Is the new notarial deed needed in case I extend the existing occasional/institutional agreement with the tenant?

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Polish law doesn't regulate this matter unambiguously, so for clarity and to avoid misunderstandings, our legal experts strongly advise getting a new statement from the notary.

As a landlord, you can sign a new agreement or create an annexe for the initial one. In both cases, your tenant should sign a new notarial deed that is identical but for the agreed extension. To read about the process again, check here.

This way, you – as a landlord – are sufficiently protected if a problem with the tenant leads to eviction.


If a tenant voluntarily submits to enforcement in case of eviction (in the form of a notarial deed) and adds this document as an appendix to the occasional/institutional rental agreement, this declaration should also be valid if parties later decide to add an annexe extending the agreement. That’s because it is not a new agreement but an extension of the previous one.

When a notary prepares the voluntary submission deed, the document includes the date of conclusion and expiry of the occasional/institutional tenancy agreement it relates to. This demonstrates that the occasional/institutional rental agreement is signed for a definite period, not longer than 10 years, as required by law.

By indicating those dates, the notary certifies that the occasional/institutional rental agreement is legal. Under these circumstances, the tenant's voluntary submission could be used to extend the same agreement if such extension is in accordance with the law, i.e. for a definite period not longer than 10 years.

Consequently, a tenant should be able to use the same notarial deed of voluntary submission to enforcement to extend an occasional/institutional rental agreement with an annexe if, in the deed, the tenant indicated that the deed could be used to extend the agreement. In reality, however, notaries have serious doubts about this interpretation.

Consultations with multiple Polish notaries show that there is no clear understanding of the law in this case. As a result, notaries advise landlords to include a new notarial deed of voluntary submission to enforcement when parties want to extend the occasional/institutional rental agreement with an annexe.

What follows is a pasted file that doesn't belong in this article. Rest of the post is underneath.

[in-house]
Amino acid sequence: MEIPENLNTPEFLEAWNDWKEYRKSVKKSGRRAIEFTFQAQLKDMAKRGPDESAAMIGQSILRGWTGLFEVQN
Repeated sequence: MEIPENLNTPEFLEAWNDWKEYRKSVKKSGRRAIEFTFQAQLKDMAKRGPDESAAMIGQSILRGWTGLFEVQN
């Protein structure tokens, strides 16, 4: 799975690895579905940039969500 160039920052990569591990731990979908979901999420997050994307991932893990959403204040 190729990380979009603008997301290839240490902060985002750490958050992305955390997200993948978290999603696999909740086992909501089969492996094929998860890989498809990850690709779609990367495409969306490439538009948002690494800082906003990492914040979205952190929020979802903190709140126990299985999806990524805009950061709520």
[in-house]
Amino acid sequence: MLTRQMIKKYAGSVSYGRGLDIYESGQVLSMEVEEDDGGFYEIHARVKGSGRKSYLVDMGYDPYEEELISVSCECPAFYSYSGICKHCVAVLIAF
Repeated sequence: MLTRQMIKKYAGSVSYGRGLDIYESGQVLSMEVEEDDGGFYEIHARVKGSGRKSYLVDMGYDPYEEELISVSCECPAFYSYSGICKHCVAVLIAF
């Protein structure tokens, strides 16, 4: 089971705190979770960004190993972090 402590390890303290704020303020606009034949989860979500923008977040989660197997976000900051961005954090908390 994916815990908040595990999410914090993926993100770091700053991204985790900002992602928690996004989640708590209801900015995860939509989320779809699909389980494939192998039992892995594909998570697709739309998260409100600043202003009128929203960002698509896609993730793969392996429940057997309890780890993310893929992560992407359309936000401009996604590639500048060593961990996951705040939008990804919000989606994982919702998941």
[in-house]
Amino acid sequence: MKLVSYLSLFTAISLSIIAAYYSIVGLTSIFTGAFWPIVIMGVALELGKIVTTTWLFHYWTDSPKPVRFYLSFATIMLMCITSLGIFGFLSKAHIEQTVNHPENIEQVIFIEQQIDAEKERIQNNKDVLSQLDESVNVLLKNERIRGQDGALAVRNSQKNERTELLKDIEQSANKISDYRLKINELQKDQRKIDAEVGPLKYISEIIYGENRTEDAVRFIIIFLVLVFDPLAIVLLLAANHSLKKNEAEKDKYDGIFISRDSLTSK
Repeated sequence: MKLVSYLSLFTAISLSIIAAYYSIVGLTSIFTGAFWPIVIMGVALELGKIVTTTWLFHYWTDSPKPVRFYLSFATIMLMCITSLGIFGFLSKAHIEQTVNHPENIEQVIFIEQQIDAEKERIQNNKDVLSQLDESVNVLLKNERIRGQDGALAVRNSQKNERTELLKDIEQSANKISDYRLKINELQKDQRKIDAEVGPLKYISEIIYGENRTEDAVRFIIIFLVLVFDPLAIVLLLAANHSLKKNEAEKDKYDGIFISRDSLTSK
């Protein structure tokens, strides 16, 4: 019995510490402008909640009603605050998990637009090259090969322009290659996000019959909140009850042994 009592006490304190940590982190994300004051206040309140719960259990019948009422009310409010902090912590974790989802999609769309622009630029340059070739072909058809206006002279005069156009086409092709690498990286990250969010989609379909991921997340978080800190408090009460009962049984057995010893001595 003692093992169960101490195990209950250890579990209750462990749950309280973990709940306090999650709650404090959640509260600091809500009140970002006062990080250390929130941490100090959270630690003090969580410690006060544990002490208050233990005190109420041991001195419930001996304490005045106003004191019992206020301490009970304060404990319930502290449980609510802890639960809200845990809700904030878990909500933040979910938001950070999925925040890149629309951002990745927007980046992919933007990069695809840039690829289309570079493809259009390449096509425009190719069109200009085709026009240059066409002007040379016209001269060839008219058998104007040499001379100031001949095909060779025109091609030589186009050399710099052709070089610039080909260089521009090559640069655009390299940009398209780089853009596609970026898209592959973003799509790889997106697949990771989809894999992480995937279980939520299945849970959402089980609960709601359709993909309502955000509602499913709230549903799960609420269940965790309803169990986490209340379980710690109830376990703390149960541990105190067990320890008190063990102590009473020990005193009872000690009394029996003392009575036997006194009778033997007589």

Notaries add that using the tenant’s original voluntary submission to the enforcement deed in the case of an occasional/institutional agreement extension might cause problems for the landlord during the court proceedings or the eviction process, as authorities might not accept that document as legally binding.

At Rendin, we aim to simplify the rental procedures and reduce formalities, but our primary goal is to offer the best possible protection to the parties of the tenancy agreement. Notaries don’t provide clear advice on this matter, so we suggest landlords act on a ‘better safe than sorry’ basis.  

Using previously notarized voluntary submission to enforcement deeds to extend the occasional/institutional rental agreement poses an unnecessary risk for the property owners. That’s why, even though the final decision is up to the landlord, we strongly advise that you request a new notarial deed for the extension annexe.

If the court or the bailiff deems the tenant's notarial document used for the agreement extension invalid, you will lose the legal protection the occasional/institutional rental agreement offers. In these circumstances, we will treat this rental agreement as regular rather than occasional/institutional. However, you will still enjoy full Rendin protection up to the sum of 10x the rent amount.